- Created: Friday, 04 September 2020 23:39
By Paige Erickson-McGee (HAT Stewardship Coordinator) and Ben van Drimmelen (HAT Bat Volunteer since 2014)
Bats may roost in unusual places this time of year as they leave summer roosts. (C) L Parker
Bats are known for their remarkably high diversity and broad geographic range. Bats make up one-fifth of all mammals on the planet, are known from all continents except Antarctica, and over 1100 species have been identified. Bats pop up in the fossil record around 52 million years ago in the Green River Formation of Wyoming USA, with a giant walking bat roaming New Zealand around 16 million years ago. It is thought that the first bats could not echolocate and instead relied on sight, smell and touch to find food.
Today BC is particularly rich in bats species; 16 of Canada’s 19 occur in BC and 7 of those are found nowhere else in Canada. There are 9 species that occur on Vancouver Island and all are insectivorous.
Learn more about BC Bats here.
APPLICATIONS ARE CURRENTLY UNDER REVIEW. THANK YOU TO ALL WHO APPLIED, WE ARE BLOWN AWAY BY THE MYRIAD OF QUALIFIED APPLICANTS. PLEASE GIVE US SOME TIME TO PROCESS THE APPLICATIONS.
As part of the Good Neighbours Program, HAT has been focusing on wetland stewardship in and around the Wildwood Watershed. The Stewardship Team has been training with the BC Wildlife Federation's Wetland Education Program learning how to be a Wetlandkeeper and how to Map Our Marshes. With this knowledge, we are putting together a webinar all about WETLANDS, with a special link to pollinators.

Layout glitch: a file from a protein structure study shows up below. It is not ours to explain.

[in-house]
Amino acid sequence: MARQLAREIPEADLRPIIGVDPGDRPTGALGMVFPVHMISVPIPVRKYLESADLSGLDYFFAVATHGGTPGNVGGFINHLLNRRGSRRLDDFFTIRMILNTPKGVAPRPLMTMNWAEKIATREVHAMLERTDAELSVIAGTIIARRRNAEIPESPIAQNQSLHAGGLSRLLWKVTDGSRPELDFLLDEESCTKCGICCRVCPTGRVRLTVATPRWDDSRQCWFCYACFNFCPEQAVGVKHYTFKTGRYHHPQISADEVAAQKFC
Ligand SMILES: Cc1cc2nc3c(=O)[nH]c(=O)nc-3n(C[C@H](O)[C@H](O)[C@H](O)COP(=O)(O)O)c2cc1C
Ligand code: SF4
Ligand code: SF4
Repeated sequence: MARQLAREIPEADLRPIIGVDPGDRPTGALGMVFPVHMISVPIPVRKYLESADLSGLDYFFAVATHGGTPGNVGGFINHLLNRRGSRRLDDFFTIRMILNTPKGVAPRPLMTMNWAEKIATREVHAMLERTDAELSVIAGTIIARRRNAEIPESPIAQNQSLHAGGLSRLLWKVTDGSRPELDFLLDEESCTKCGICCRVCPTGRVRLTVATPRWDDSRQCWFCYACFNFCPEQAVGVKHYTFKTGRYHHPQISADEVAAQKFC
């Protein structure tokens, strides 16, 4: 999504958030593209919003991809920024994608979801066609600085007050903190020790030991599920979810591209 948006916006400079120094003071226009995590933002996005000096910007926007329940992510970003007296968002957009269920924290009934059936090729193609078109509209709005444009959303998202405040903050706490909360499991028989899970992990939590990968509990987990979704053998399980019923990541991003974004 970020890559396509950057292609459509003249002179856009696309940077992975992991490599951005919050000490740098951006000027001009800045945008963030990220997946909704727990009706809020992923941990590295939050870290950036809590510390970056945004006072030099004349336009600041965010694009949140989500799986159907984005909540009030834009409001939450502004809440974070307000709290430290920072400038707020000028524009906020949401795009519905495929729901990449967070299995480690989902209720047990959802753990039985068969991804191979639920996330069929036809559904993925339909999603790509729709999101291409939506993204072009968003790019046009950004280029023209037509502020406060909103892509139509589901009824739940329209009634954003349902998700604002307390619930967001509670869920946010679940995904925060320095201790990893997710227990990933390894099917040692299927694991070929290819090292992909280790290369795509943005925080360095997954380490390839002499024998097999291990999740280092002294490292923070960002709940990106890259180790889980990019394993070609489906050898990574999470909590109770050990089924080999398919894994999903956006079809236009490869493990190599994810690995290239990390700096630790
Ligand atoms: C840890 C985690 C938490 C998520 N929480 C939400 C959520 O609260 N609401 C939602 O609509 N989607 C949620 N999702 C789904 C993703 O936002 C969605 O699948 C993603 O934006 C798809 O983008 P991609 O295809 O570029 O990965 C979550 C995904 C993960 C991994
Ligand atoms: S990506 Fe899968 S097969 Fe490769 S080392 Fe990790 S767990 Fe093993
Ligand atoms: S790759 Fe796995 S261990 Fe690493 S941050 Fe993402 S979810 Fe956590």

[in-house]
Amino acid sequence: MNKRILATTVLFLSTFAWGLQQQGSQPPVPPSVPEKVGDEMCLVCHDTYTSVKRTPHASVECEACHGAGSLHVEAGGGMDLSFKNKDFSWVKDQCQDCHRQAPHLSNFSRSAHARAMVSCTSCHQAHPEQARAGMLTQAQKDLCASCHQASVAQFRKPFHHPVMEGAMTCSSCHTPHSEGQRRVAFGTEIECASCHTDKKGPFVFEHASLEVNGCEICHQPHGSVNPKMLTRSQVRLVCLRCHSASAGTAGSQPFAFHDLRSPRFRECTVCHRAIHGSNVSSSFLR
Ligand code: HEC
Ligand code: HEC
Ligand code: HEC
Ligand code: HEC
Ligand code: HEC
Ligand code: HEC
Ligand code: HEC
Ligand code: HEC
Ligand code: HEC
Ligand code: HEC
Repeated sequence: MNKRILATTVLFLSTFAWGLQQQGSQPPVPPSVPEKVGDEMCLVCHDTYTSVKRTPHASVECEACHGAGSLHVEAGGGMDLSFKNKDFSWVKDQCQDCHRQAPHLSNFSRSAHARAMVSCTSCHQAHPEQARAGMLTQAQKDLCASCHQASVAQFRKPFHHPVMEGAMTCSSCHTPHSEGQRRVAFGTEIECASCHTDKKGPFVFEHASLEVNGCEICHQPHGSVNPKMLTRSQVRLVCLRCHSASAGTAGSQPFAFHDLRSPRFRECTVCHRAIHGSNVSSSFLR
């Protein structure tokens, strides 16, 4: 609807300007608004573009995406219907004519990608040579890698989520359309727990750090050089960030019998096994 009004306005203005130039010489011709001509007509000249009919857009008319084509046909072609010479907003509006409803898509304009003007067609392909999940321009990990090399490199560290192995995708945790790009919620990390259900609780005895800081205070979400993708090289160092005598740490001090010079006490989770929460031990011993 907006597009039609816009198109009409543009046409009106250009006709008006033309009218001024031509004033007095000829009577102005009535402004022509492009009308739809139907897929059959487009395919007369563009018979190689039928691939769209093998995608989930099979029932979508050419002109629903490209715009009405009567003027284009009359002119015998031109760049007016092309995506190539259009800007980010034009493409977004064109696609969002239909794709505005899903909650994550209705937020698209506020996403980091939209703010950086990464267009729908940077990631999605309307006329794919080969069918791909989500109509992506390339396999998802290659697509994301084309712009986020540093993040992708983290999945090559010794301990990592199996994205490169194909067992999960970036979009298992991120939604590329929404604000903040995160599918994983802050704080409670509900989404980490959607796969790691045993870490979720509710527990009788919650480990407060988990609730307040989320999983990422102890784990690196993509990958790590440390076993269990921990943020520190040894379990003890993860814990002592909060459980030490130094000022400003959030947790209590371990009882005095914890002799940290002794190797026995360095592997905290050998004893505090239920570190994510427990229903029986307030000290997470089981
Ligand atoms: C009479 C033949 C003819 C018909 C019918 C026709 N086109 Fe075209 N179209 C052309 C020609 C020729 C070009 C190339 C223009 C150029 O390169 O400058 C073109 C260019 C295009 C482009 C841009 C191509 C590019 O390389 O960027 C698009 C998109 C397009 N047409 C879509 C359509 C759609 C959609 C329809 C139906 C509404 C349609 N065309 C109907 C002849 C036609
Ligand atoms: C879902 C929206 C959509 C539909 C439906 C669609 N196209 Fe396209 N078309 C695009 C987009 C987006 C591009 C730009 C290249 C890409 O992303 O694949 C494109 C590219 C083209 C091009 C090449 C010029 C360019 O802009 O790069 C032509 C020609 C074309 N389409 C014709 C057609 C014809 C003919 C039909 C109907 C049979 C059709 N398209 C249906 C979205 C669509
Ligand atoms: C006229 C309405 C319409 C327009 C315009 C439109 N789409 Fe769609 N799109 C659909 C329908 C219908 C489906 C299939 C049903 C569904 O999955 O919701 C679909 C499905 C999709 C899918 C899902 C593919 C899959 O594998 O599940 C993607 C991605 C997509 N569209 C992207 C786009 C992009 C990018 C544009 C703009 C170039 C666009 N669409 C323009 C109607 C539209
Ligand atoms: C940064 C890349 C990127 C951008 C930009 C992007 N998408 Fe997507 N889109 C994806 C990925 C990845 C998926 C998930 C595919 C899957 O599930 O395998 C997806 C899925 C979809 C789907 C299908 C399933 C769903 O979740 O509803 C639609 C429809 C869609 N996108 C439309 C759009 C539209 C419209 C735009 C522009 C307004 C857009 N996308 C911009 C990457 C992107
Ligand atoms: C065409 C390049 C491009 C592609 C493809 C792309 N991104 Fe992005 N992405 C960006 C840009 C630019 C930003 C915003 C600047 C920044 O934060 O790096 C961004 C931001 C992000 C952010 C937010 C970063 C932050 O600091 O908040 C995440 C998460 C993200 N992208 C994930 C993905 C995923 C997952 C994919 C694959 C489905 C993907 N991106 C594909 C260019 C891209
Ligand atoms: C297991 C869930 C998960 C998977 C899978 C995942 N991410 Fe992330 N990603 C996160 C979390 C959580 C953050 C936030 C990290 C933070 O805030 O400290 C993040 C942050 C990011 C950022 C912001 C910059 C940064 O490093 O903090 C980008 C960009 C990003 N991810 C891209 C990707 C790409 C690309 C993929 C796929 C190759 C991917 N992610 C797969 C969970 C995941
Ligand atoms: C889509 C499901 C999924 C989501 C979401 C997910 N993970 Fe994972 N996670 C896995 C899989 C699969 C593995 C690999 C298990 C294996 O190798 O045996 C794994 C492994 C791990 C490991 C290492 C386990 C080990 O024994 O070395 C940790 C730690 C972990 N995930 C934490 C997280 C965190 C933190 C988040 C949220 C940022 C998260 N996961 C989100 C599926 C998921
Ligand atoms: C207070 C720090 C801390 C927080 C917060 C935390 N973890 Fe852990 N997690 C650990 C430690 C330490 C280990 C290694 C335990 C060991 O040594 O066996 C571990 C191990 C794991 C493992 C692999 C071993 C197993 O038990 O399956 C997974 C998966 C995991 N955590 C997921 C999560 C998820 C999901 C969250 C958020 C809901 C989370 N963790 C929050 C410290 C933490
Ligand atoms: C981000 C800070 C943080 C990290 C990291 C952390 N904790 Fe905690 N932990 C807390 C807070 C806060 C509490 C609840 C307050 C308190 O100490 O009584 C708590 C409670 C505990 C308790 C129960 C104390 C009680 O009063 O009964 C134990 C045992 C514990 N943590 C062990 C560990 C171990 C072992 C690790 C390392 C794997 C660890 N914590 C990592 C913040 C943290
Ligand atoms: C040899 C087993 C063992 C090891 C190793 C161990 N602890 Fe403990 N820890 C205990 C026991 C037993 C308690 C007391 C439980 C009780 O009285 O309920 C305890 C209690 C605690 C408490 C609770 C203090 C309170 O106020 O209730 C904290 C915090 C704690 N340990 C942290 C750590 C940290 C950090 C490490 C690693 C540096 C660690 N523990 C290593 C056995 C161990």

This webinar is part of a Series of Pollinator Steward Webinars hosted by Pollinator Partnership Canada with Habitat Acquisition Trust, Saanich Native Plants, and Parks Canada. The webinar series is for land managers, students, farmers, and gardeners with a focus on Vancouver Island and the Gulf Islands. Webinars will cover the why and how of supporting pollinators through habitat creation and maintenance, outreach, and citizen science. Discover why bees and other pollinators are so important, common misconceptions that are hindering conservation, how to create and maintain habitat (with specific information for Vancouver Island and the Gulf Islands), how to maximize benefits through outreach and education, and how to observe and monitor pollinators. Join local experts with the opportunity to ask questions during the live webinars.
In this webinar, learn unique opportunities, challenges, and benefits of restoring wetland areas for pollinators. Learn how to incorporate wet areas into landscapes, extending floral bloom for late-season pollinator species and support a diversity of wildlife. Local techniques and examples will be presented.